Exploding Investor Demand for GM’s IPO

Pre-production Chevrolet Volt

"Yeah, I know the wheels are off."

First off, let’s be clear that many people want General Motors to succeed. However, the lion’s share of investors probably are in it simply for the profit potential.

The big institutional, “wholesale” investors seem very much pleased with GM’s “near-term upside potential,” as they say in the trade, because the company’s figures and its fundamentals have drastically improved. These insiders are the ones who are going to buy the stock, since most retail buyers—the company’s real rescuers—are being shut out in a typical Wall Street move.

That is making some people angry, and is part of the ongoing outrage over the bailouts, the banks, and disgust with the government, which indeed promised back in September that the little guy would be able to participate.

Some big foreign investors will be in on the action, too—GM’s partner in China, SAIC Motor Corp., is in for 1 percent of the action. And the underwriters—Morgan Stanley, JPMorgan Chase, Bank of America, and Citigroup—also stand to make a bundle: the people we love to hate.

In any case, the price range per share for the IPO went from $26-29 to $32-33 yesterday. Now, Treasury and the UAW have increased the number of shares they are selling to a total of 478 million.

That means the offering could bring in a total of more than $22 billion, much more than previously thought. It could become the largest common-stock IPO in history. More important, Treasury’s stake in GM could be reduced from 61 percent to around 26 percent.

Investors, it seems, have come to believe in the rebirth of the U.S. auto industry. Ford and GM posted impressive numbers for the first three quarters of 2010, even though the industry is selling far fewer cars than before the crash. Ford stock has gained about 50 percent this year. GM reported its biggest quarterly profit in 11 years.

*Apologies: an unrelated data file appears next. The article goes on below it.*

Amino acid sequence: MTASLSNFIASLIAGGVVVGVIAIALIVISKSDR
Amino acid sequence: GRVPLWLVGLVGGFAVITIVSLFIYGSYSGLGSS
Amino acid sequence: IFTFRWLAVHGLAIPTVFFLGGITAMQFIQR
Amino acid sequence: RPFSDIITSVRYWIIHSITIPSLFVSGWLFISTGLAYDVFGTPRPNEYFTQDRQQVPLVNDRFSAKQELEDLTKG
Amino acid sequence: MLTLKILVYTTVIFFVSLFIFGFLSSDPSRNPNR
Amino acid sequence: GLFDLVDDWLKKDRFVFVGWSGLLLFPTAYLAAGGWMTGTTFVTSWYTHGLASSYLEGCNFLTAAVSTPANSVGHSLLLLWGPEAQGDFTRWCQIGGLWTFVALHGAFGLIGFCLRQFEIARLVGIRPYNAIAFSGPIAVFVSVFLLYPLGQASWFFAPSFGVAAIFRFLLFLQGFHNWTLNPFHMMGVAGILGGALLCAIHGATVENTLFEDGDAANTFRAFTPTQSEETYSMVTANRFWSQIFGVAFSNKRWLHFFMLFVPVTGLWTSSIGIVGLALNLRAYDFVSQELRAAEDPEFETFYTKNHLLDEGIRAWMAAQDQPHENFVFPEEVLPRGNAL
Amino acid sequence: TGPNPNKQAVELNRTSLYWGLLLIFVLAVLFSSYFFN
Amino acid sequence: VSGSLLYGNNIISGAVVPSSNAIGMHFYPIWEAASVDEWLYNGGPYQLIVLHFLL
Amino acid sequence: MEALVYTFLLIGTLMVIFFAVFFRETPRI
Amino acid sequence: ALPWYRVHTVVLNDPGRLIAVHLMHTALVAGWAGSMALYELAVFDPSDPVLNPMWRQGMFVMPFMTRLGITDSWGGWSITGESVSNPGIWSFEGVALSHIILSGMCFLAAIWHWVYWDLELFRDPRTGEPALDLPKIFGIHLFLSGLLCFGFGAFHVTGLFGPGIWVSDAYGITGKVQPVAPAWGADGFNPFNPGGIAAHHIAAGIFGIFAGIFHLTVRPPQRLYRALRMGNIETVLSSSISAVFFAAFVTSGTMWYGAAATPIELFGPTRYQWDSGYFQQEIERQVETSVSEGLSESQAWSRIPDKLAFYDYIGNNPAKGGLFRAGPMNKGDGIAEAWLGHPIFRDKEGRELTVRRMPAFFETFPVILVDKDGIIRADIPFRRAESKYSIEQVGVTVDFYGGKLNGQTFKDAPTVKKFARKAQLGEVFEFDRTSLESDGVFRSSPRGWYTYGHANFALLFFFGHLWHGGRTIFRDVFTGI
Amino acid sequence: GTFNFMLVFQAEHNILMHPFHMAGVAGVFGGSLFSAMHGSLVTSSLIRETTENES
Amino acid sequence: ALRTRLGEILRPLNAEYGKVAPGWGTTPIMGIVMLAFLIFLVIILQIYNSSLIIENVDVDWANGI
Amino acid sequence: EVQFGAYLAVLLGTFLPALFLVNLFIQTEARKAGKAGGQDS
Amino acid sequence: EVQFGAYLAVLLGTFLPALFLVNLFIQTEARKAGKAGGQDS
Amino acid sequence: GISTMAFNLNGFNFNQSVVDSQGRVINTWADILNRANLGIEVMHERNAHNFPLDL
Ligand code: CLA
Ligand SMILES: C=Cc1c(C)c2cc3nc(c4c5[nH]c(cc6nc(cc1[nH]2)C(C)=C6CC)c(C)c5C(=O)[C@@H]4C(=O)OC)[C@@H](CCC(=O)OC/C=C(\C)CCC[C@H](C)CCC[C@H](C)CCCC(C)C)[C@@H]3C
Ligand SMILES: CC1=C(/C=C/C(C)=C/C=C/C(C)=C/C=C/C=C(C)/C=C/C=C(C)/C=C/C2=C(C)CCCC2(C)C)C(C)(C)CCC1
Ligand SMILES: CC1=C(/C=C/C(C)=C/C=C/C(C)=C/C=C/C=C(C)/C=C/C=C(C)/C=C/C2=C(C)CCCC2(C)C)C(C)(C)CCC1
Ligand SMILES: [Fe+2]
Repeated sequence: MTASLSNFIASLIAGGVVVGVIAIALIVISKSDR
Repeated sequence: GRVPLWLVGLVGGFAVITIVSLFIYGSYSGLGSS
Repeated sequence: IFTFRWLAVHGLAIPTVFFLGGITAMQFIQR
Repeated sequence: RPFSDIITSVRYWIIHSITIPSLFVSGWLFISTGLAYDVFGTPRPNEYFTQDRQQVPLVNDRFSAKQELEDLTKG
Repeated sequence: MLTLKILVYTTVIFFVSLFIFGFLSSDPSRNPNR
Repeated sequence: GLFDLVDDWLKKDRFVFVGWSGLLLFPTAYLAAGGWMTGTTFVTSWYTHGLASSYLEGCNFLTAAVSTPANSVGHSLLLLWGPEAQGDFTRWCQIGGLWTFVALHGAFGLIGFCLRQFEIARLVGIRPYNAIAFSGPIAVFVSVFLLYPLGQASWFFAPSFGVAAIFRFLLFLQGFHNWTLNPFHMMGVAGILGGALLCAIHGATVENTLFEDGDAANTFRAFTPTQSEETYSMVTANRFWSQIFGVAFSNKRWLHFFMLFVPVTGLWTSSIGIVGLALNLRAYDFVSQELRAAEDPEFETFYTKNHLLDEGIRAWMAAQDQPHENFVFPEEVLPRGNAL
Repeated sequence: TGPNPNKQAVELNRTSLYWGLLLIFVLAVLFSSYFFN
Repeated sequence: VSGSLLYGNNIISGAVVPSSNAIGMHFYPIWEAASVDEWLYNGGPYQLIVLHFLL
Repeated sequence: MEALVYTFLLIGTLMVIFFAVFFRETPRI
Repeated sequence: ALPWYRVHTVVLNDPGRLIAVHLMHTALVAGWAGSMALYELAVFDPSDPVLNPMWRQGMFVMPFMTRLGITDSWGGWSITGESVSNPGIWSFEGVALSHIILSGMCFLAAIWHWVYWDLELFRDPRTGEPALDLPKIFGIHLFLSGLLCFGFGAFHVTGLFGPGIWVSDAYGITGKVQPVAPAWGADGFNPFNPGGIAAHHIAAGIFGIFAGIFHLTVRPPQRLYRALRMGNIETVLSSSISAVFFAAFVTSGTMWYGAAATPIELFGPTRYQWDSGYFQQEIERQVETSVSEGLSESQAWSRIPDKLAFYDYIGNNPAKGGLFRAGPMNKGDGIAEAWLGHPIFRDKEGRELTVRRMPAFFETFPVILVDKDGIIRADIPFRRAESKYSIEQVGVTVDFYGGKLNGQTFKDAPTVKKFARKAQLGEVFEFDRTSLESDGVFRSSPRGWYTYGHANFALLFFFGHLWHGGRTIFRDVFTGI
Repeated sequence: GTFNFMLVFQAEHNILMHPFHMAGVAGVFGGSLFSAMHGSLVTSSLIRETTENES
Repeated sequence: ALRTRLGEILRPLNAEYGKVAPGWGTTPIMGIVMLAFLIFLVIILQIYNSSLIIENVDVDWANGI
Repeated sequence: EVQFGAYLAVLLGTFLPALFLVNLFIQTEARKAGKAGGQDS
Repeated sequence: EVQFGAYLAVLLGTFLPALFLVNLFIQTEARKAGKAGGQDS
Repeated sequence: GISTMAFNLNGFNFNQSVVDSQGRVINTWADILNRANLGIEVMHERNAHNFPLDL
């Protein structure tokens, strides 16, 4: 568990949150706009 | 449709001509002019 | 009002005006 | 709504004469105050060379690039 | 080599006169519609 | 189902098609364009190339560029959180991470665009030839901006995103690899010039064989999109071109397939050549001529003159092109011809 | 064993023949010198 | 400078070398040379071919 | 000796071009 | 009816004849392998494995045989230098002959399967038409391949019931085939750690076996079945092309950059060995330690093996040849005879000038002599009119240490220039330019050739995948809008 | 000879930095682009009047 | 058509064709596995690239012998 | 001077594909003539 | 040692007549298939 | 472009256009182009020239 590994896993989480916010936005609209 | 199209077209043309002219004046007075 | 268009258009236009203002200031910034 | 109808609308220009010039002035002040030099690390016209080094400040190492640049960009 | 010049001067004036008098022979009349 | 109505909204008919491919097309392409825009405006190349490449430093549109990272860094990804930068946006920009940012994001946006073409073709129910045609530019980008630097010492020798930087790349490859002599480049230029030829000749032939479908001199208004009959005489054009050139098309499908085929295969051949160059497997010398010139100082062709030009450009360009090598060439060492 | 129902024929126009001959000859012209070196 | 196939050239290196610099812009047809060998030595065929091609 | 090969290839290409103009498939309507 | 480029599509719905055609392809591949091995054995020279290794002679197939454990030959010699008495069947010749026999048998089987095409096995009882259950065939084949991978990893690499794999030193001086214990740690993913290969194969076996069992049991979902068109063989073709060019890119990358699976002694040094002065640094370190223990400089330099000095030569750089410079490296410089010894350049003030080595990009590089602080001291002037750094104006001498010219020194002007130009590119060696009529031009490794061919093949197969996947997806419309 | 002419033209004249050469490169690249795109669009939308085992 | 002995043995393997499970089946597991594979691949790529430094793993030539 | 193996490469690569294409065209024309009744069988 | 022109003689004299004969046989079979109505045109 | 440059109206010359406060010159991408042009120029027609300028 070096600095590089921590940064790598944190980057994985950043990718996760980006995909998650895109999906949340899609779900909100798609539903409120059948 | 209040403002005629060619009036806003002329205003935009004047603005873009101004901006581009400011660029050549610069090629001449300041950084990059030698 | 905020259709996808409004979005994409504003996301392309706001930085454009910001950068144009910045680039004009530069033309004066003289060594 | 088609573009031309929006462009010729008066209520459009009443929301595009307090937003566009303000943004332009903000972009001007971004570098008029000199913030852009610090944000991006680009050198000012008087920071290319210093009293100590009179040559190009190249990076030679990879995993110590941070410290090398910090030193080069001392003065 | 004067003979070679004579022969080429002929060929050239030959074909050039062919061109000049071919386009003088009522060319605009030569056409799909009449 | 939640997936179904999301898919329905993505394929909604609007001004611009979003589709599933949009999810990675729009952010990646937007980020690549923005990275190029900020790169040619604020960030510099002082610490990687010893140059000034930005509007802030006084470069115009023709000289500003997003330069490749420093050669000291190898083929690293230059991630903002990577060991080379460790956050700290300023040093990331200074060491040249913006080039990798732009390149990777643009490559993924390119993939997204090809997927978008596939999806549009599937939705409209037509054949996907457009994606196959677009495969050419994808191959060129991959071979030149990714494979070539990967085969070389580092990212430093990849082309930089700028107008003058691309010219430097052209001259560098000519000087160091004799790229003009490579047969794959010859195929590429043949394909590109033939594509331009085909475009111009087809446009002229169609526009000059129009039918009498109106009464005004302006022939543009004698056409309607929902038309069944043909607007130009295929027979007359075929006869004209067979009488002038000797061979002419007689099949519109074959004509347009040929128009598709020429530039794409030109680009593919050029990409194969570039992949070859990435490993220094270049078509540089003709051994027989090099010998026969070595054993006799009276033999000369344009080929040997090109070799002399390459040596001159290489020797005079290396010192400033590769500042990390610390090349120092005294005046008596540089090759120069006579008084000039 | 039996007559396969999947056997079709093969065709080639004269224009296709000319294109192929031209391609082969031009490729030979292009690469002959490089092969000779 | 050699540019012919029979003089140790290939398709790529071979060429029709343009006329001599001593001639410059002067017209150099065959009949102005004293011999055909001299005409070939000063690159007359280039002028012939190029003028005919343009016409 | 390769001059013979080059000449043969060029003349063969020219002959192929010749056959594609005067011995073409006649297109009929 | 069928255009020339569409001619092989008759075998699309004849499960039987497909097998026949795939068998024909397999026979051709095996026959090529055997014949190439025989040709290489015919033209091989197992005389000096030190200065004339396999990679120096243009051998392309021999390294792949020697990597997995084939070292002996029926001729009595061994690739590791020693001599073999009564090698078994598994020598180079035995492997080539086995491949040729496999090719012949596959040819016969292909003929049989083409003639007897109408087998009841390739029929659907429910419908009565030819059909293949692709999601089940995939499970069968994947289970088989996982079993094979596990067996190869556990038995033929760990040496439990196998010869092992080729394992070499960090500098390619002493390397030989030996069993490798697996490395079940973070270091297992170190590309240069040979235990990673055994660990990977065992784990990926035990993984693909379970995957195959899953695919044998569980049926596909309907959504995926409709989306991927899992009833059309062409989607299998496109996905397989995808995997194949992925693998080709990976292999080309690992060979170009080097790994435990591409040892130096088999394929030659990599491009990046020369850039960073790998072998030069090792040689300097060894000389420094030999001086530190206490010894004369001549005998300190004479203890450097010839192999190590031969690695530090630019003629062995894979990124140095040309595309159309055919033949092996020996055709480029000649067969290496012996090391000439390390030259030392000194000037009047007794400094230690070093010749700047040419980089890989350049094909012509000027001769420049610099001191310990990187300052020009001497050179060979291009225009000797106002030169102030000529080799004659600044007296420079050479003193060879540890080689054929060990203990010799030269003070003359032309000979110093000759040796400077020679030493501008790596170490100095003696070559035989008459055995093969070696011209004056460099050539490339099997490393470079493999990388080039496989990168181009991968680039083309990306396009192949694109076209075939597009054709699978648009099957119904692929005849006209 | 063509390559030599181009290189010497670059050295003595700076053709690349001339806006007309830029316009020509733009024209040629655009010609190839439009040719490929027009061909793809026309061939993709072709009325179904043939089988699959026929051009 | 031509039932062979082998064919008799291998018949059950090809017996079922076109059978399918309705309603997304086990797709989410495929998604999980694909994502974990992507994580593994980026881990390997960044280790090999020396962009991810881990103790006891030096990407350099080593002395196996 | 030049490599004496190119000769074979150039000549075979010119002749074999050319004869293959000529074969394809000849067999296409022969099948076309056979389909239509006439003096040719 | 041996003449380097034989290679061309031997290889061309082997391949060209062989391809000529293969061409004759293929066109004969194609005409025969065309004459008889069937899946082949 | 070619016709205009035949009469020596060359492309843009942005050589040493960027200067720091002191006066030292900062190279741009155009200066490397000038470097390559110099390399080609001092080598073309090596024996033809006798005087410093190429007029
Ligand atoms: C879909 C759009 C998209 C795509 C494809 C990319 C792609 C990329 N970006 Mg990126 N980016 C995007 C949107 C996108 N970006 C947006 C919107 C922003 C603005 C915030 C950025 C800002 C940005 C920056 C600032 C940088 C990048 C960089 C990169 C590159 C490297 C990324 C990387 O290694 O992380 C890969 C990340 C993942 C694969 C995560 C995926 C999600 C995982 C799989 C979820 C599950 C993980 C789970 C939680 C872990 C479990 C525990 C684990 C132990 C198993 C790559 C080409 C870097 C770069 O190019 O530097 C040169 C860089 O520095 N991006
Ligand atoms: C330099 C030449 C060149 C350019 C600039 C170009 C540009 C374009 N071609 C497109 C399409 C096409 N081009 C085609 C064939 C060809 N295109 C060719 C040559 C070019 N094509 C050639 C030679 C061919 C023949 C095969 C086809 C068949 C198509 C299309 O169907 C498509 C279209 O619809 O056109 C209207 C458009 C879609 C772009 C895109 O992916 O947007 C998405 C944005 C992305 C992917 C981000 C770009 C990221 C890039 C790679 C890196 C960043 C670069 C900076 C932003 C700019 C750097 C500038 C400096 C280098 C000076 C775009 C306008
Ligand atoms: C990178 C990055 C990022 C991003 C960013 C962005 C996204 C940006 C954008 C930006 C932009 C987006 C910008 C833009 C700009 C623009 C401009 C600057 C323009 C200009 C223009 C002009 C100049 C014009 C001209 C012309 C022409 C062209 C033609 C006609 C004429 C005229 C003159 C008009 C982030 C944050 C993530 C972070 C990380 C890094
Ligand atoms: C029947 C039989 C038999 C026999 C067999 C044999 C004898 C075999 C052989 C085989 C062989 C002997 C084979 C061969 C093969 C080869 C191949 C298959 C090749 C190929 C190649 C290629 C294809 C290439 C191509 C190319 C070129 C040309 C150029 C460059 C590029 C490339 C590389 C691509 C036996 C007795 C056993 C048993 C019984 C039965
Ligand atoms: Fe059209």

Some investment counselors recommend buying either or both companies. Yours truly would be a little more conservative at this point: GM should have waited another six months to see if its figures hold.

Are you going to be a buyer of GM stock? Would you buy if you could?

—jgoods

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3 Comments

  1. Nobody reading this would qualify, unless of course you are a millionaire or you have a rich uncle. In either case you wouldn’t be here reading this anyhow.

  2. If you want to know how GM will be operated in the future, just look at its past. I’ve lived through so many of these reorganizations, management changes, economic crises and the like, but I never forget that when I was a young person, GM was the largest, most profitable company in the world, and now it is in business ONLY because the government bailed it out and it was allowed to screw hundreds of thousands of investors, suppliers, employees, retirees, cities, states and whole regions. Frankly, in the long run, it would have probably been better if GM fell off the face of the earth because it wouldn’t be able to damage our country any longer.

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